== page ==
#Not1More Deportation

Stop Deportation of New Orleans Single Father With No Criminal Record

Update: Hector Perdomo was given the chance to stay for another 2 years, under order of supervision.

Hector Perdomo (A# 076-654-453) is a single father of a U.S. citizen teenage daughter, survived Katrina, and has been an integral part of the reconstruction efforts as a carpenter rebuilding homes.

Hector has lived in the US for more than 18 years, and has never been arrested or convicted for any criminal charges. In 1997 immigration detained Hector when he tried to pay for a friend’s bond. He was held in detention and was ordered removed to Honduras.

Hector came back and has lived with his daughter, supporting her in any way he can. He has worked as a carpenter, and has re-built and built many houses around New Orleans. He also has been a dedicated church-goer and volunteer. He is also a dedicated father, who supports his daughter. His daughter, Erika, wants to graduate from high school in the U.S. and would be the first time in her family to do so.

Hector is facing deportation now, because in April, as he was coming home from work, he stopped at a store to buy food for him and his daughter. An immigration team was conducting a raid in the neighborhood and the store at the time, and they arrested him. Due to his prior deportation, he now could be sent back to Honduras any day.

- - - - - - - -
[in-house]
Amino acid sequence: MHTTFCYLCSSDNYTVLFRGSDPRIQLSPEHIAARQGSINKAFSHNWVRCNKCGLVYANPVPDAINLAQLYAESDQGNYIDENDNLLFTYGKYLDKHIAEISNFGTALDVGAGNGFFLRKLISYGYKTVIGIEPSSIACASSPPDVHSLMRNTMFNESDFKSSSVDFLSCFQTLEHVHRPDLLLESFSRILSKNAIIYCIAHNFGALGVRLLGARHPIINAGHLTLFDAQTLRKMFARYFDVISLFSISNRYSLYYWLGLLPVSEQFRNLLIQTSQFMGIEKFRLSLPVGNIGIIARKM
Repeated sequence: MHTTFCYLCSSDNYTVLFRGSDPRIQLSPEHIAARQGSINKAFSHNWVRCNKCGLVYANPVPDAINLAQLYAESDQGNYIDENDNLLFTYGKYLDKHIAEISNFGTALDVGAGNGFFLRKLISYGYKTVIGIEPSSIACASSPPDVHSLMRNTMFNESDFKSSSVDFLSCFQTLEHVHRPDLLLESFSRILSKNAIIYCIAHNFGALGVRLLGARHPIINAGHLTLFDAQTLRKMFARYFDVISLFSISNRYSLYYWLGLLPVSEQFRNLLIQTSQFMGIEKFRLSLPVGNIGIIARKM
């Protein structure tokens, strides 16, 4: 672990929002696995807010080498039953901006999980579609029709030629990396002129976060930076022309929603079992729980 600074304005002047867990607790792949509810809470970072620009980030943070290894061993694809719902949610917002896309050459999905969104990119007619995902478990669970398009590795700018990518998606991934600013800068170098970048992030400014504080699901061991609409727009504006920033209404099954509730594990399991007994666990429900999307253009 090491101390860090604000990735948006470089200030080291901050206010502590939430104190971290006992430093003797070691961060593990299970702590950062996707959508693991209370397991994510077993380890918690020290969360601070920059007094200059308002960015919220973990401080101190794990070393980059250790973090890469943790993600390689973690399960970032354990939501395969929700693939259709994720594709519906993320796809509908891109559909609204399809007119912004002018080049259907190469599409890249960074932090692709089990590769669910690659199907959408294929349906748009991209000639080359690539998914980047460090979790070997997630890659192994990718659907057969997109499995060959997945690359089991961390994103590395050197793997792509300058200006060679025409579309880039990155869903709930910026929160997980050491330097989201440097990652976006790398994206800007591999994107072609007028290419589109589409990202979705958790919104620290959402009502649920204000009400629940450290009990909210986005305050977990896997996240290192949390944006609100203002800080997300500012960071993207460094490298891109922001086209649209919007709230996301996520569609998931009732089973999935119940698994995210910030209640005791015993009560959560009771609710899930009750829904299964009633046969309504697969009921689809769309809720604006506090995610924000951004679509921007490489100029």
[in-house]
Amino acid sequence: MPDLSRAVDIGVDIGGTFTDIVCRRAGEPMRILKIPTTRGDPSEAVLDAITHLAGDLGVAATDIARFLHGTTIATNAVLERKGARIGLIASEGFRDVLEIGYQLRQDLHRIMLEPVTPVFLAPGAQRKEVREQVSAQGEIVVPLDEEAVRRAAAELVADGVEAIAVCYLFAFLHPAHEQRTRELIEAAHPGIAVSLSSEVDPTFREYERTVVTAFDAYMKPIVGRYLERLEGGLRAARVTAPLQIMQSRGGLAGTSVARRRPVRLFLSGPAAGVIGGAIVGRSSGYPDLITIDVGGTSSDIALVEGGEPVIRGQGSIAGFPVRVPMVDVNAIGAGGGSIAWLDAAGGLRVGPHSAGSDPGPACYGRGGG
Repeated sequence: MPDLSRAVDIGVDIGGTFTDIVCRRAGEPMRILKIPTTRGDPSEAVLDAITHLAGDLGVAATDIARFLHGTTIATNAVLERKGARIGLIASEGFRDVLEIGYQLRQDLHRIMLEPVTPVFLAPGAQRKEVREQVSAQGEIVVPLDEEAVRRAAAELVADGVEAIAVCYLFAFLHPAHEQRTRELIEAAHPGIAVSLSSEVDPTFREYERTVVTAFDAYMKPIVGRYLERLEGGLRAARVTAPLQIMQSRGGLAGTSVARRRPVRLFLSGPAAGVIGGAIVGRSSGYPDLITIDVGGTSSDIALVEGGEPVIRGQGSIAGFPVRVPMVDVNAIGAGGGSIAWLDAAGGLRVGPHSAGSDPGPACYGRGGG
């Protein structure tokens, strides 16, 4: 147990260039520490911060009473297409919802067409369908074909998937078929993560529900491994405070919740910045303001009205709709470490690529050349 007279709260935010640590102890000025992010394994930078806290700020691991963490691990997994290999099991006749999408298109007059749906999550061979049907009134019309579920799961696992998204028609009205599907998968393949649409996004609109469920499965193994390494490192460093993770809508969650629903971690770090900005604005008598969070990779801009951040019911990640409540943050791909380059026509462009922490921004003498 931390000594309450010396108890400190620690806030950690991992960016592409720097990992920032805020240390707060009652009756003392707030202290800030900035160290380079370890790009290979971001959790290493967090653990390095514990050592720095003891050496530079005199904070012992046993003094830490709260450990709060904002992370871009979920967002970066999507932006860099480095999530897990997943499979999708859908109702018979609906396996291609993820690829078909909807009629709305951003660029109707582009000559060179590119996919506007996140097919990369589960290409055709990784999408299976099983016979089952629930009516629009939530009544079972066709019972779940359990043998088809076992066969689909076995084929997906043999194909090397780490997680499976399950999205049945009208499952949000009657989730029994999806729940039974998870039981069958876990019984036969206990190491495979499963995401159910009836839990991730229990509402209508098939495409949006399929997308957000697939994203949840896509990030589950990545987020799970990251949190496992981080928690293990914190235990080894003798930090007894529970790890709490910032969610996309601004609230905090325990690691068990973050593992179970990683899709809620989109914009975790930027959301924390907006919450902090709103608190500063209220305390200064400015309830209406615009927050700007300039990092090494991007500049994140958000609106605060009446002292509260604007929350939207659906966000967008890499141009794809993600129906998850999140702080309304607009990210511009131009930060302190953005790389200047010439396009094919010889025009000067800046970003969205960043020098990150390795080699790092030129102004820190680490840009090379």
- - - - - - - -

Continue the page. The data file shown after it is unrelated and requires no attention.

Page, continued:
Please support Hector and his daughter Erika, and send an e-mail to ICE asking them to stop Hector’s deportation. 

[Letter Content Below]

I write in support of Mr. Hector Perdomo (A# 076-654-453) who is currently in deportation proceedings. As Father’s Day approaches, I am writing to ask that you use your prosecutorial discretion to stop Mr. Perdomo’s deportation so that he may remain in the country with his U.S. citizen daughter, and continue contributing to the reconstruction of New Orleans.

Mr. Perdomo is the single father of a US citizen teenage daughter, Erika Perdomo (16 years old). In the fall, Erika will be a junior at Grace King High School in Metaire, LA. He has lived in the United States for more than 18 years, and has never been arrested or convicted of any criminal charges; he has no criminal record. Like many New Orleanians, Mr. Perdomo survived hurricane Katrina. Since then he has been a reconstruction worker and helped put roofs on countless homes around New Orleans.

Mr. Perdomo and his daughter Erika have a very limited support network in Honduras because many family members have had to flee the country in order to protect their lives. Erika’s older sisters and mother now live in another country, Mexico, because they received threats against their lives. Erika has not had any contact with her mother in over a year; she only has her father to support and care for her.

I understand that Mr. Perdomo was deported to Honduras in 1997, but I also know that as a single father, his daughter needs him in the United States so that she receives the necessary support to graduate from high school. I ask you to please stop the deportation of this remarkable and responsible father who is doing everything possible to ensure that his daughter receives every opportunity she deserves as an American citizen.

Thank you,

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